There are several theories surrounding the origin of the Minatogawa people who are believed to have lived in Okinawa 22,000 years ago, one suggesting China being their origin while others speculating their origin to be Indonesia, Australia, and other regions.
Life was centered on hunting, gathering, and fishing during the so-called Shell Mound era, which lasted until around the 10th century.
During the Gusuku era between the 12th and 15th centuries, life transitioned to revolve around farming, and historical sites indicate that the population grew rapidly during this era.
Further into the Gusuku era, conflict began to erupt among regional chiefs in the 13th century, and the three political spheres of influence, Hokuzan, Chuzan, and Nanzan were eventually formed. All three regions traded with China’s Ming dynasty and embraced the rich culture coming from the continent.
The three regions were unified in 1429 by Sho Hashi and became the Ryukyu Kingdom, the first unified regime to be established in Ryukyu.
The Ryukyu Kingdom actively conducted trade with Japan and China, as well as Luzon (now the Philippines), Siam (now Thailand) in Southeast Asia and other nearby countries, and was even known to Europeans as Lequios or Goresu.
In an effort to entertain the envoys of the Chinese emperor who were dispatched each time a new king of Ryukyu ascended to the throne, the unique culture of the Ryukyu Kingdom, including performing arts, crafts, and food, became ever-more refined.
However, 1591 saw the invasion by the Satsuma (now Kagoshima Prefecture) from Japan’s southern island of Kyushu, and the Ryukyu Kingdom was placed under the control of Satsuma in 1606. While complying with mandatory subsumption ritual of visiting the Tokugawa shogunate’s capital of Edo, the Ryukyu Kingdom also continued its tributary trade with China. In 1875 during Japan’s Meiji era transition to becoming a modern country, the Ryukyu Kingdom was abolished. This was soon followed by orders to terminate the tributary relationship with the Qing Dynasty and to comply with the political system of Japan. This heralded the beginning of Okinawa Prefecture.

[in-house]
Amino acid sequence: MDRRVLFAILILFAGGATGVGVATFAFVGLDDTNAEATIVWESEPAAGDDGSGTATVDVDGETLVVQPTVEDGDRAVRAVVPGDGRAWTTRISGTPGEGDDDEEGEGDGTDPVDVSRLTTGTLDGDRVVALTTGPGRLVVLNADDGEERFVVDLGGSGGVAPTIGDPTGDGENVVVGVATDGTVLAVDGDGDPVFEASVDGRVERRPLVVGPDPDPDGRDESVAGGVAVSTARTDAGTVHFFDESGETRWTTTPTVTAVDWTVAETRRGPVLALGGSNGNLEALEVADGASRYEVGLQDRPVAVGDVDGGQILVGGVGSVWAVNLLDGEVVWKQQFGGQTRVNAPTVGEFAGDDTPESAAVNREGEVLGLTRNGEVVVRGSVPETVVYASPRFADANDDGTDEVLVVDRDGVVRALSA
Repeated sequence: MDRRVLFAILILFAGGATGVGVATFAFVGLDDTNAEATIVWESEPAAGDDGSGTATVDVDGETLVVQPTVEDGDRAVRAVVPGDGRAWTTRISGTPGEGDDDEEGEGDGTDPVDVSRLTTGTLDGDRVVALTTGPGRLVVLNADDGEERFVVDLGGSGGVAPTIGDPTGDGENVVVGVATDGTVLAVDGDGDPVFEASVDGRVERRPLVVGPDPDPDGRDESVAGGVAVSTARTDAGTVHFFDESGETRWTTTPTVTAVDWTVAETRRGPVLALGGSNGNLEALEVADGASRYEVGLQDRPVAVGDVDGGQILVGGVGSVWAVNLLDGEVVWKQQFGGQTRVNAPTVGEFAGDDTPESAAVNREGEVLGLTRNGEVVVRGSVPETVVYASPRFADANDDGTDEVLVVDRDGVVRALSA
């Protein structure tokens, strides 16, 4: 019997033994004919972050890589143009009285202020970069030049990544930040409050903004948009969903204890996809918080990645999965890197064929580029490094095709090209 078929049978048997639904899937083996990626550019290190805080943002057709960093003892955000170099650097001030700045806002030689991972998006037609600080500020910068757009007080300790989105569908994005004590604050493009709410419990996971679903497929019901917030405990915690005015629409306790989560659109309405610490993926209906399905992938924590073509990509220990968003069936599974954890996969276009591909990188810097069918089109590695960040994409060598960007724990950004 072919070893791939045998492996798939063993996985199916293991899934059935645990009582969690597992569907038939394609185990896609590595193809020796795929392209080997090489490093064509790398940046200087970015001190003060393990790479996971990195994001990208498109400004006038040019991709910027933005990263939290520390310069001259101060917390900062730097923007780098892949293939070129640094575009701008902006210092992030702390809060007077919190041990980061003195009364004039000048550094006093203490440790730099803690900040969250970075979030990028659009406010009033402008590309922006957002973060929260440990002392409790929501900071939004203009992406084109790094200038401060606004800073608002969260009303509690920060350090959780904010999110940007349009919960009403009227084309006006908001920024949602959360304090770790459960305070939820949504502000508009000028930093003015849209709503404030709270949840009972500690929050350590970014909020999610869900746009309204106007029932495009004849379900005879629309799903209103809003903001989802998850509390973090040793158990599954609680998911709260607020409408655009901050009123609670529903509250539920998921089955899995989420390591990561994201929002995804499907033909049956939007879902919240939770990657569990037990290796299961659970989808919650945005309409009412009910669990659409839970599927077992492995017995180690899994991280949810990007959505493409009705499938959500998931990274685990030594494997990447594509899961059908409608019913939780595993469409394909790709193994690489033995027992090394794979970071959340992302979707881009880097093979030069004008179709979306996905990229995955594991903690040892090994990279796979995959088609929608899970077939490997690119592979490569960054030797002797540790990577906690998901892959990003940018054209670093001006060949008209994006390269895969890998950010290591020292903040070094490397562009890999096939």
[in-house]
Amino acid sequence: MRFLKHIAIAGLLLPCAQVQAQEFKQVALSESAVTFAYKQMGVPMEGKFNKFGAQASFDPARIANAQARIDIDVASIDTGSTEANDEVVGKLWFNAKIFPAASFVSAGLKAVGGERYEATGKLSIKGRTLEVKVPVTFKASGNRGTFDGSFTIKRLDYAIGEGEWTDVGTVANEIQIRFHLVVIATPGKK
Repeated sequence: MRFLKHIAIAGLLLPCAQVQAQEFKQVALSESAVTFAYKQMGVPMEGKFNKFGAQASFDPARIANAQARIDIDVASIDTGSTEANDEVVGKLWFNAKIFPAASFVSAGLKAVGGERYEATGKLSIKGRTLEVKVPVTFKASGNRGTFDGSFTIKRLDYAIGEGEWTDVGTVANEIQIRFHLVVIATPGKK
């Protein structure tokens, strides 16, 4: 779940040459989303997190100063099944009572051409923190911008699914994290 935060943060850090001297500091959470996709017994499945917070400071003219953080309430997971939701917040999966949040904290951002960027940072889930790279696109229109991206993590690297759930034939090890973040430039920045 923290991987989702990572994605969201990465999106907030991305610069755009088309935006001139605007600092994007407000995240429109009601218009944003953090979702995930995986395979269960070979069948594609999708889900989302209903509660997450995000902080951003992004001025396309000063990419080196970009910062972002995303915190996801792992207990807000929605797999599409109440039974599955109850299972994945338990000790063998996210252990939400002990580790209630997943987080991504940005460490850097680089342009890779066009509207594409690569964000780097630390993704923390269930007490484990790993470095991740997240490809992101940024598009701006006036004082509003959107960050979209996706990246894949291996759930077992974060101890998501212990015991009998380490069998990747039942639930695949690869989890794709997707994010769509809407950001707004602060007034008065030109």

After the establishment of Okinawa Prefecture in 1879, the Japanese central government appointed Naoyoshi Nabeshima to become the first governor. Okinawa underwent modernization during that period, but a fierce ground battle unfolded during World War II that involved the general population, causing severe damage both in terms of human lives, and culturally.
In 1945, as World War II came to a close, Okinawa was placed under American rule, and until it was reverted to Japan on May 15, 1972, it went through a different history from that of the Japanese mainland, undergoing heavy influence from the United States.
Since then, the G8 Summit (G8 Kyushu-Okinawa Summit) of 2000 and other international events were held, the Gusuku Sites and Related Properties of the Kingdom of Ryukyu were registered as World Cultural Heritage Sites by UNESCO in 2000, and today, Okinawa is highly regarded by both domestic and international visitors as one of the leading resort destinations in Japan.